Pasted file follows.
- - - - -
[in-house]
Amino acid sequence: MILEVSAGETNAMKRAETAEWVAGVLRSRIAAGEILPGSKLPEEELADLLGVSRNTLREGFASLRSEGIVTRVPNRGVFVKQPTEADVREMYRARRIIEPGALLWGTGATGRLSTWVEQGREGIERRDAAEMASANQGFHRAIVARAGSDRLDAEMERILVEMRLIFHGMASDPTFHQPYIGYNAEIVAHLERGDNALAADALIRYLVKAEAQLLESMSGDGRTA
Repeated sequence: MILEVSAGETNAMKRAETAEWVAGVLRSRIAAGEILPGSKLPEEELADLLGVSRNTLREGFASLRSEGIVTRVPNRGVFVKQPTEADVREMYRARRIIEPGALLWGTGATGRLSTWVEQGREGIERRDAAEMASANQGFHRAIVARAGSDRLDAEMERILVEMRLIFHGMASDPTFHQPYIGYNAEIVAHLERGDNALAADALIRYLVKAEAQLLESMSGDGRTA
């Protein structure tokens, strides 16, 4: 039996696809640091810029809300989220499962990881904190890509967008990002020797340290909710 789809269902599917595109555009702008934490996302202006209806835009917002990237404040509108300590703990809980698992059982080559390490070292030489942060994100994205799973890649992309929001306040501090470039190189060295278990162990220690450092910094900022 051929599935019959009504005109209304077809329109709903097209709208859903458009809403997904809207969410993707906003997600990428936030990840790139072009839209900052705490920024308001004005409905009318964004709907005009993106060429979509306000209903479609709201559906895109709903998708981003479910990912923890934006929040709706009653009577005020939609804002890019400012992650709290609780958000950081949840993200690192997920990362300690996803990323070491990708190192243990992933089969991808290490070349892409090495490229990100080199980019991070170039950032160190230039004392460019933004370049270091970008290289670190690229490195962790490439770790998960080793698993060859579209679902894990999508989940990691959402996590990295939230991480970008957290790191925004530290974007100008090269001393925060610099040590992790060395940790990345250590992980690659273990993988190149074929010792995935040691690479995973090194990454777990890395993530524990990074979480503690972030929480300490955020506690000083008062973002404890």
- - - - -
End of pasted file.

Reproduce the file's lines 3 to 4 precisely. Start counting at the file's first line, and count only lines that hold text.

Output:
Repeated sequence: MILEVSAGETNAMKRAETAEWVAGVLRSRIAAGEILPGSKLPEEELADLLGVSRNTLREGFASLRSEGIVTRVPNRGVFVKQPTEADVREMYRARRIIEPGALLWGTGATGRLSTWVEQGREGIERRDAAEMASANQGFHRAIVARAGSDRLDAEMERILVEMRLIFHGMASDPTFHQPYIGYNAEIVAHLERGDNALAADALIRYLVKAEAQLLESMSGDGRTA
């Protein structure tokens, strides 16, 4: 039996696809640091810029809300989220499962990881904190890509967008990002020797340290909710 789809269902599917595109555009702008934490996302202006209806835009917002990237404040509108300590703990809980698992059982080559390490070292030489942060994100994205799973890649992309929001306040501090470039190189060295278990162990220690450092910094900022 051929599935019959009504005109209304077809329109709903097209709208859903458009809403997904809207969410993707906003997600990428936030990840790139072009839209900052705490920024308001004005409905009318964004709907005009993106060429979509306000209903479609709201559906895109709903998708981003479910990912923890934006929040709706009653009577005020939609804002890019400012992650709290609780958000950081949840993200690192997920990362300690996803990323070491990708190192243990992933089969991808290490070349892409090495490229990100080199980019991070170039950032160190230039004392460019933004370049270091970008290289670190690229490195962790490439770790998960080793698993060859579209679902894990999508989940990691959402996590990295939230991480970008957290790191925004530290974007100008090269001393925060610099040590992790060395940790990345250590992980690659273990993988190149074929010792995935040691690479995973090194990454777990890395993530524990990074979480503690972030929480300490955020506690000083008062973002404890």